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Check out these links about Defoe's life, put together by the Luminarium site. There's so much info here, you could spend days exploring.
One of the many hats Defoe wore was that of travel writer. On this site, you can take a virtual trip through England with Defoe. Just look out for the men in Colchester. We hear they're trouble.
Movie or TV Productions
Amorous? Well that's putting things lightly. From 1965, this version stars Kim Novak of Hitchcock fame, and Angela Lansbury.
This version was made in 1975 by the BBC, which seems to have adapted just about every British novel there is.
This 1996 film adaption of the book, starring Robin Wright and Morgan Freeman takes some serious liberties with the story. Looks like Moll has come up with yet another identity.
It's a wonder the printers could even fit the whole title on one page in the first place.
Thanks to the British Library, we can see the places in the book as they might have appeared in Defoe's day and age. Jump in and imagine yourself there (in black and white, of course).
See what we mean about this one taking liberties with the story? We don't remember Morgan Freeman anywhere in Defoe's version.
Get ready for some awesomely inaccurate costume design, and watch Kim Novak do her best Moll in this clip from the 1965 movie.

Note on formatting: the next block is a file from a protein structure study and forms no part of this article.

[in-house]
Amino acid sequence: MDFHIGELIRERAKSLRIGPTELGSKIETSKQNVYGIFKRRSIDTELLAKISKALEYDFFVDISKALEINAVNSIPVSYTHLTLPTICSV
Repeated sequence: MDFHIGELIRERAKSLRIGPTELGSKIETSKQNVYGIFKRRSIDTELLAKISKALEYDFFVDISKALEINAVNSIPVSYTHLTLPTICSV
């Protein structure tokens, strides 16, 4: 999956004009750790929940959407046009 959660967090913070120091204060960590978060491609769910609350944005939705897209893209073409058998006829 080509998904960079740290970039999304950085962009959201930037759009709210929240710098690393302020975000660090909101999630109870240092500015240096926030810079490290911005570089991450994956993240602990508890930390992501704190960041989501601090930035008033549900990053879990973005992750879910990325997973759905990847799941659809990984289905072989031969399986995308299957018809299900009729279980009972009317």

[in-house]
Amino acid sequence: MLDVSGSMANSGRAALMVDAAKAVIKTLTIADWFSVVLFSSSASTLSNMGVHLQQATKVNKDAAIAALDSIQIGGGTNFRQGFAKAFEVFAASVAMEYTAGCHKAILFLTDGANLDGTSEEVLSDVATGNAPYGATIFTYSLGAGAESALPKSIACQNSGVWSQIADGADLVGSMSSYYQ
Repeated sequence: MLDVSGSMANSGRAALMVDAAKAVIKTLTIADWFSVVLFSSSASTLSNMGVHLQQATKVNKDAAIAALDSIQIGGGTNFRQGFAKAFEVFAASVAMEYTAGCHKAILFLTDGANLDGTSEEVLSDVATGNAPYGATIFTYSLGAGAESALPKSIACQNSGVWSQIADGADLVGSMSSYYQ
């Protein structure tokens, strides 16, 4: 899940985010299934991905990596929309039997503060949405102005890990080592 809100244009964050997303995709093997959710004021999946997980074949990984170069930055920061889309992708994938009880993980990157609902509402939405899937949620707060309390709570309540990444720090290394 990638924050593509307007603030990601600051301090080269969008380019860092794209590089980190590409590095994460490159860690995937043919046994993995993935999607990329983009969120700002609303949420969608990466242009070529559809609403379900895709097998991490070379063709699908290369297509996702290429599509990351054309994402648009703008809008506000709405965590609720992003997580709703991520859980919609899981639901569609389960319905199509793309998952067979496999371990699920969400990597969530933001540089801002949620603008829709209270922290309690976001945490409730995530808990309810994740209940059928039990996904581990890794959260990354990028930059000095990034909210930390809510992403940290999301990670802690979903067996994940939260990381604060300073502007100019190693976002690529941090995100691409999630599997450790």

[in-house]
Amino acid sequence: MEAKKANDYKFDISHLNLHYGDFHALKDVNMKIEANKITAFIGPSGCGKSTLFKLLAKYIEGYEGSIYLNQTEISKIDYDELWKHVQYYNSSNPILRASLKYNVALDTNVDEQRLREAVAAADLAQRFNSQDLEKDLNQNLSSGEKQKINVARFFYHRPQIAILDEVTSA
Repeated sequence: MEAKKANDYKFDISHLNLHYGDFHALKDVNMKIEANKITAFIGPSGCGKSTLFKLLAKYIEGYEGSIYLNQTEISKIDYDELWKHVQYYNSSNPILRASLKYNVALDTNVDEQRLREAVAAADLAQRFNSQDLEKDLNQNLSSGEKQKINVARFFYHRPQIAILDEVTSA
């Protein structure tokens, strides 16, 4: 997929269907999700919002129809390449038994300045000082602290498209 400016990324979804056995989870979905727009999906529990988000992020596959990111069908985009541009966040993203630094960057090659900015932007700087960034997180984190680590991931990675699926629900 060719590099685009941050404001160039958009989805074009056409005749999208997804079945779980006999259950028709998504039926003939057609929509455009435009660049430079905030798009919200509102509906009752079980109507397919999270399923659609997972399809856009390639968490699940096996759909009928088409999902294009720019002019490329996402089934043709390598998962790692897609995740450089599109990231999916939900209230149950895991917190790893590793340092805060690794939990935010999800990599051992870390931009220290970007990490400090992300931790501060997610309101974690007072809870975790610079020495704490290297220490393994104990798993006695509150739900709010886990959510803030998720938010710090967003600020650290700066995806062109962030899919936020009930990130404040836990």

See? We weren't joking around. And neither is Daniel Craig's wig.
A non-Shmooper takes a shot at discussion of the author and his creation.
This audiobook version of Moll Flanders is read by Heather Bell (the sample is free, but you have to shell out some cash for the full-length version).
Want to hear Moll in the car, on the treadmill, or even as you fall asleep? Now you can with this audiobook, published by Tantor Media, and read by Davina Porter.
Yep, musical. You have to admit that this rollicking romp was made to be put to music, and at this website, you can hear a song from the show, created by Paul Leigh and George Stiles.
Well now we know why Moll says she's so good looking. She's the spitting image of Kim Novak…
This wistful poster strikes a note quite different from the 1965 film version's.
A portrait of our author. Shmoop gives him the award for best hair ever. We dare you not to chuckle.